1 Kings 21:8-10.

So she wrote letters in Ahabís name, and sealed them with his seal, and sent the letters unto the elders and to the nobles that were in his city, dwelling with Naboth. 9And she wrote in the letters, saying, Proclaim a fast, and set Naboth on high among the people: 10And set two men, sons of Belial, before him, to bear witness against him, saying, Thou didst blaspheme God and the king. And then carry him out, and stone him, that he may die.

Jezebel's penchant for treachery is illustrated by her plan.   First, in the name of the king, she wrote letters to the elders of the city to call for a fast.  Such was done to recognize a great sin that had befallen the community (1 Sam. 7:6).  They were then to bring Naboth forward for judgment.  She also conscripted two men, "sons of Belial" to bring false witness against him.  "Sons of Belial" is an idiom that describes ones who are "sons of the devil," people who are deceitful and treacherous.  The NIV translates this phrase, "two scoundrels," removing the idiom and replacing it with its meaning.  They were to bring the charge of blasphemy against God, and against the king.  Blasphemy against God was punishable by stoning to death (Deut 13:10), and his blasphemy against the king would assure the carrying out of the punishment.  He was to be condemned as guilty against both the Mosaic law and the traditional law.  

1 Kings 21:11-16.

And the men of his city, even the elders and the nobles who were the inhabitants in his city, did as Jezebel had sent unto them, and as it was written in the letters which she had sent unto them. 12They proclaimed a fast, and set Naboth on high among the people. 13And there came in two men, children of Belial, and sat before him: and the men of Belial witnessed against him, even against Naboth, in the presence of the people, saying, Naboth did blaspheme God and the king. Then they carried him forth out of the city, and stoned him with stones, that he died. 14Then they sent to Jezebel, saying, Naboth is stoned, and is dead. 15And it came to pass, when Jezebel heard that Naboth was stoned, and was dead, that Jezebel said to Ahab, Arise, take possession of the vineyard of Naboth the Jezreelite, which he refused to give thee for money: for Naboth is not alive, but dead. 16And it came to pass, when Ahab heard that Naboth was dead, that Ahab rose up to go down to the vineyard of Naboth the Jezreelite, to take possession of it.

Jezebel's plan unfolded exactly as she had hoped.  The combination of the fast, the judgment seat, and the false witnesses provided the community with a very convincing argument of Naboth's guilt.  Under the law, the false witnesses would be the first to throw the stones, and it was the duty of the community to finish the task.  In this manner, the entire community was brought into Jezebel's plan.  Apparently, Naboth had no children to take the inheritance, legally leaving the property to the digression of the king.  The taking of the land under these circumstances would be expected by the community and would raise no suspicion of foul play.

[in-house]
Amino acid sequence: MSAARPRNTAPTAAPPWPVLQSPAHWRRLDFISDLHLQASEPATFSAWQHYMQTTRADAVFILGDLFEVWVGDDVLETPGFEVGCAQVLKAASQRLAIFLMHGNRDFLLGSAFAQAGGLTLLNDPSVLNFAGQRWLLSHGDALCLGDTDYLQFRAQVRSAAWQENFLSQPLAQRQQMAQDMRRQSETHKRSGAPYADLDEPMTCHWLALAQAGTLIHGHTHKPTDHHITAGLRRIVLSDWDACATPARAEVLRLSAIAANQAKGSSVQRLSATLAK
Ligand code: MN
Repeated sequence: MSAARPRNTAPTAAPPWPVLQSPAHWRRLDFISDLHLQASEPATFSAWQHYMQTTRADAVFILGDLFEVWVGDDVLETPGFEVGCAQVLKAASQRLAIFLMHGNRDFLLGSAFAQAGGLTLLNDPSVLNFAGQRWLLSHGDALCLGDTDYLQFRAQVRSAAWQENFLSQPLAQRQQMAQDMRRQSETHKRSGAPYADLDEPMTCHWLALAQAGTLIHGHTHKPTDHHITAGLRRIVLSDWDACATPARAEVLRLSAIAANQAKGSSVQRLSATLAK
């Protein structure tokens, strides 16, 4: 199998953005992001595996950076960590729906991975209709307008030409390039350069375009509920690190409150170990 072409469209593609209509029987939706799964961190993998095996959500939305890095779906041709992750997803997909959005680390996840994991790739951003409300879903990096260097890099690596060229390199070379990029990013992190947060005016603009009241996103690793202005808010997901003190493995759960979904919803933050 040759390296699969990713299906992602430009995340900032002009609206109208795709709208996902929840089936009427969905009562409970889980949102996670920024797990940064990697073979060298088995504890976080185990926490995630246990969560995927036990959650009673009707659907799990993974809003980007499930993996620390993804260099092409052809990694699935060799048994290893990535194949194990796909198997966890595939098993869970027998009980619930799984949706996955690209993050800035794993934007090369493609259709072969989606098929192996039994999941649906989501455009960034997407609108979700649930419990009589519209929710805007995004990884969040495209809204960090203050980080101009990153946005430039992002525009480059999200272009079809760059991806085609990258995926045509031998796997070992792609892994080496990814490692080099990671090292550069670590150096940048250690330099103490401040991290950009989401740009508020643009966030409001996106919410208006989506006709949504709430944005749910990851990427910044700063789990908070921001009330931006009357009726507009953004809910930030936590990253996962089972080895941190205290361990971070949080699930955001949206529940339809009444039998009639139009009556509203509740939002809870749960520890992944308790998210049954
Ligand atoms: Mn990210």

What did Ahab do when he heard of the plight of Naboth?  He shows his lack of personal integrity when he fails to even ask Jezebel how Naboth came to such a demise.  Naboth lived in a property adjacent to the palace, so Ahab would have known him well.  Furthermore, Naboth had shown himself to follow the traditions when he defended them so bravely against Ahab's desire to take his land.  Ahab seems to have dismissed this altogether, fully accepting the consequences of the events that had taken place, and by doing so, fully accepting the actions of Jezebel that initiated them.  By doing this, Ahab's guilt was as Jezebel's.  Together, they benefited by the conspiracy that ended with Naboth's murderous death. 

1 Kings 21:17-19.

And the word of the LORD came to Elijah the Tishbite, saying, 18Arise, go down to meet Ahab king of Israel, which is in Samaria: behold, he is in the vineyard of Naboth, whither he is gone down to possess it. 19And thou shalt speak unto him, saying, Thus saith the LORD, Hast thou killed, and also taken possession? And thou shalt speak unto him, saying, Thus saith the LORD, In the place where dogs licked the blood of Naboth shall dogs lick thy blood, even thine. 

Elijah had recently run from Israel, fearing Jezebel.  He then had an encounter with God and came back to the region through Syria.  He probably would have had no intention to return to Jezreel of Samaria where he would be subject to the whims of Ahab and Jezebel.  However, God called Elijah to go back to the king with what would be worse than bad news.  No longer was the message that God had for Ahab one of condition, "If you ... then ..." as was the case in Ahab's previous encounters with Elijah.  This message is one of finality.  The period of God's permissive will in the life of Ahab had come to an end.  Elijah's message was simple ... the ground that held the shed blood of Naboth would also hold the shed blood of Ahab, and as with Naboth, his blood would be licked up by the dogs.  The Hebrews held to a tradition that one's blood represented one's life.  The embalming process was done with dignity and respect.  For dogs to lick up the blood of the dead would be a great insult.  Ahab certainly did not care that Naboth was subjected to this degradation, but would never consider the same for himself.  Clearly, however, just as Nathan had exposed the sin and guilt of David in the death of Uriah the husband of Bathsheba, Elijah exposed the sin and guilt of Ahab in the death of Naboth.  Did Ahab remember the sin of David and see himself in the same situation?  After all, he did not personally command the death of Naboth.  Yet, rather than act as King, the position that he was anointed within to serve, he let Jezebel do his bidding, and for that he is responsible.